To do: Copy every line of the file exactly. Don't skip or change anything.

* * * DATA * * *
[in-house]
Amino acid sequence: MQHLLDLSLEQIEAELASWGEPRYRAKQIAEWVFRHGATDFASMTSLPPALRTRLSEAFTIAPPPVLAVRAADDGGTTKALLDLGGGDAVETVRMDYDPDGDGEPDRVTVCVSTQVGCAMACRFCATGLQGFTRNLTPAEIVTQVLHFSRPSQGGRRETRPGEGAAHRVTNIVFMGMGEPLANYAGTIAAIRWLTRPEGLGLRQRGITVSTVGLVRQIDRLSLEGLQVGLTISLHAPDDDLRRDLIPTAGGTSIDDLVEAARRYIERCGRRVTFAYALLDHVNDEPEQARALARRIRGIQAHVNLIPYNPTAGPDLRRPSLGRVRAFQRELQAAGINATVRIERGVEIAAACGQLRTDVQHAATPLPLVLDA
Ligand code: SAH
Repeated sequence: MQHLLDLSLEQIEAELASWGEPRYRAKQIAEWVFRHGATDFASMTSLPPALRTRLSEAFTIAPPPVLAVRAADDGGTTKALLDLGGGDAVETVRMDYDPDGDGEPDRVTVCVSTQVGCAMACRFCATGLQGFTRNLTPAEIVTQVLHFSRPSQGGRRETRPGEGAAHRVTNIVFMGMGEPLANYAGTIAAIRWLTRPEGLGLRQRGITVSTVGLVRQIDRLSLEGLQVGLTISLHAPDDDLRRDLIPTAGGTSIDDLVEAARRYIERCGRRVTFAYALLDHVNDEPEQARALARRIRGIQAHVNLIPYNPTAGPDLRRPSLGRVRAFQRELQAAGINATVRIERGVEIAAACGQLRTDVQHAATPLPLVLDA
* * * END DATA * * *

[in-house]
Amino acid sequence: MQHLLDLSLEQIEAELASWGEPRYRAKQIAEWVFRHGATDFASMTSLPPALRTRLSEAFTIAPPPVLAVRAADDGGTTKALLDLGGGDAVETVRMDYDPDGDGEPDRVTVCVSTQVGCAMACRFCATGLQGFTRNLTPAEIVTQVLHFSRPSQGGRRETRPGEGAAHRVTNIVFMGMGEPLANYAGTIAAIRWLTRPEGLGLRQRGITVSTVGLVRQIDRLSLEGLQVGLTISLHAPDDDLRRDLIPTAGGTSIDDLVEAARRYIERCGRRVTFAYALLDHVNDEPEQARALARRIRGIQAHVNLIPYNPTAGPDLRRPSLGRVRAFQRELQAAGINATVRIERGVEIAAACGQLRTDVQHAATPLPLVLDA
Ligand code: SAH
Repeated sequence: MQHLLDLSLEQIEAELASWGEPRYRAKQIAEWVFRHGATDFASMTSLPPALRTRLSEAFTIAPPPVLAVRAADDGGTTKALLDLGGGDAVETVRMDYDPDGDGEPDRVTVCVSTQVGCAMACRFCATGLQGFTRNLTPAEIVTQVLHFSRPSQGGRRETRPGEGAAHRVTNIVFMGMGEPLANYAGTIAAIRWLTRPEGLGLRQRGITVSTVGLVRQIDRLSLEGLQVGLTISLHAPDDDLRRDLIPTAGGTSIDDLVEAARRYIERCGRRVTFAYALLDHVNDEPEQARALARRIRGIQAHVNLIPYNPTAGPDLRRPSLGRVRAFQRELQAAGINATVRIERGVEIAAACGQLRTDVQHAATPLPLVLDA